People are different in nature. Our findings support the view that natural environments may confer psychological benefits to humans by bringing them to a greater state of stimulation. Simply, the beauty of nature taps into our innate love of and attraction to beauty (what Greeks call “symmetry, proportion and order”). In the literature on “restorative” environments, researchers have shown that individuals tend to select favourite environments as a means to transform negative psychological states to more positive ones. These areas tend to be natural environments, although not exclusively so. Natural environments with pleasing aesthetic qualities including open views and lack of loud, distracting noises are often chosen as preferred restorative environments. Effects of these landscapes are captured in the Perceived Restorativeness Scale and include those that engender somewhat effortless, “soft fascination”; the “sense of belonging”; and the “sense of being away.” This literature relates to our findings insofar as we may consider these preferred environments to engender the type of positive distraction that has been shown to decrease rumination and negative affect in depressed individuals. Specifically, our findings of decreased sgPFC activity in the nature group point to a possible causal mechanism for inspiration for those who come with us to nature. The affective benefits of nature experience.



Our experience with individuals in nature has relevance beyond the neural correlates of rumination. Activity in the sgPFC is also more broadly tied to behavioral withdrawal. Although we observed peak activity in the sgPFC, this significant cluster brain area also includes the perigenual anterior cingulate cortex: a region that has been shown to display increased reactivity in individuals born in urban areas during social stress processing. This is the area of the mind we tap for visionary experienced. Hence, in urban living, visionary areas of mind are under-utilised – potentially damaged by lack of stimulation. Other forms of affective appraisal, emotion regulation, and reactivity to social hierarchies involve coordinated activity of this region with other areas of the brain, including the insula, ventral striatum, and amygdala. Decreased functional connectivity between the pACC and amygdala is found in schizophrenia and bipolar disorder and is a predictor of anxiety. Considered without the context provided by self-reports of rumination, sgPFC findings could be related to the neural processing of sadness, guilt, remorse, negative autobiographical narratives, or peer rejection. It is also possible that other psychological processes (e.g., stress or anxiety processing) or hormones (e.g., dopamine or oxytocin release) may lower the appetite for visionary thinking. However, in the realm of nature, especially in high mountain areas, this is reversed, even youth at risk will begin to trigger imagination when faced with extraordinary views. Visionary is a natural human quality that is rekindled in nature based coaching with extraordinary impact on reducing rumination negativity. It has also been linked to heightened hope, proactivity and enjoyment.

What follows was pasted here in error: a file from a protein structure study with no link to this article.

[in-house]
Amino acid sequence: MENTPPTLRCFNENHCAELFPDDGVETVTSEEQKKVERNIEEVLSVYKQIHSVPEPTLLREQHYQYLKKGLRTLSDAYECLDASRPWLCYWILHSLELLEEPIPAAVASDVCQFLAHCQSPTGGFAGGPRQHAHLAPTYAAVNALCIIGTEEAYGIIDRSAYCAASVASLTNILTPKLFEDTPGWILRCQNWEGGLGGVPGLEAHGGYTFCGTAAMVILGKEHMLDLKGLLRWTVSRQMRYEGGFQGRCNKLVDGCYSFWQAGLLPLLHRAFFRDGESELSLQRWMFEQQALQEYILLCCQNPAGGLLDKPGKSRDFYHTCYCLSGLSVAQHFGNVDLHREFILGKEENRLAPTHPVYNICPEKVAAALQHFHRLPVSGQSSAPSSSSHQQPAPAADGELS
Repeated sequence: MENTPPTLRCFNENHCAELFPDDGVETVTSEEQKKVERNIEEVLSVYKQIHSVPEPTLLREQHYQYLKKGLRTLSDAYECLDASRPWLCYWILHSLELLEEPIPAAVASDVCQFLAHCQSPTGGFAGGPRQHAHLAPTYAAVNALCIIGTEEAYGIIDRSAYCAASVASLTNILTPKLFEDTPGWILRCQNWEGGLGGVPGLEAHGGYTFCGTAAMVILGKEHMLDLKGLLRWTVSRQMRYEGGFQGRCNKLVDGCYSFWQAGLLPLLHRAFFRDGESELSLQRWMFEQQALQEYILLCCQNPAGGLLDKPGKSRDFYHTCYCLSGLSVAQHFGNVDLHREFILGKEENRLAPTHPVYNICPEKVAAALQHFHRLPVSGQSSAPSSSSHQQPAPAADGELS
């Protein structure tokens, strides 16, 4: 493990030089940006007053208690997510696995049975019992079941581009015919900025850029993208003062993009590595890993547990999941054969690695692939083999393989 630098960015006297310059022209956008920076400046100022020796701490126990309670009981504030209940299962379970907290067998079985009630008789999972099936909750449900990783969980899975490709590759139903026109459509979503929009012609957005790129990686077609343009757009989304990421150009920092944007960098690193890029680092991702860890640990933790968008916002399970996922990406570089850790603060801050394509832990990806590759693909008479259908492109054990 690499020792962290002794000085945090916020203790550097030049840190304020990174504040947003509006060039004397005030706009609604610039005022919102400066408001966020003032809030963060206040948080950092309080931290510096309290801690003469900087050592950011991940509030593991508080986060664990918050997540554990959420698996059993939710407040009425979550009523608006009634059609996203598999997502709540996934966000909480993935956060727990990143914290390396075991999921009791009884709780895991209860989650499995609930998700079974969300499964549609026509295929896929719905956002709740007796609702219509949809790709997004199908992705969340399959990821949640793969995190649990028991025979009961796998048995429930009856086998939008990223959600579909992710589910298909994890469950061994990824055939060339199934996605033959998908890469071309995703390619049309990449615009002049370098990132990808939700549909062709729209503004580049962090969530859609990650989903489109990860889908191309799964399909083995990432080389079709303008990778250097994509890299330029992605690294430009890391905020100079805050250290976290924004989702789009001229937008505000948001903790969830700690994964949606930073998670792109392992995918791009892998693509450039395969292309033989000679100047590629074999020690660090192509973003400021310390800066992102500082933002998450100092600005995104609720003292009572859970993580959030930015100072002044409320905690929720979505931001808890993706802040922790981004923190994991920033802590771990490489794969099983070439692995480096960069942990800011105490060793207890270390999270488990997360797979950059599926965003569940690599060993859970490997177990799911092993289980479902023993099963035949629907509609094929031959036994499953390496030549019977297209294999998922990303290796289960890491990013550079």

Our findings of the effects of a relatively brief coached nature experience suggest that feasible investments in access to natural environments could yield important benefits for the “mental capital” of business’, cities and nations. Academic research is needed to refine our understanding of the “production functions” of natural environments for mental health benefits, clarifying both key characteristics of the environments and the duration, frequency, and types of experience that generate benefits. By accounting for these psychological ecosystem services, we can better assess the value that natural areas provide with respect to mental health, an essential issue given the significant contribution of depression and other mental illnesses to the global burden of disease. We reverse it by understanding and valuing the power of enthusiasm.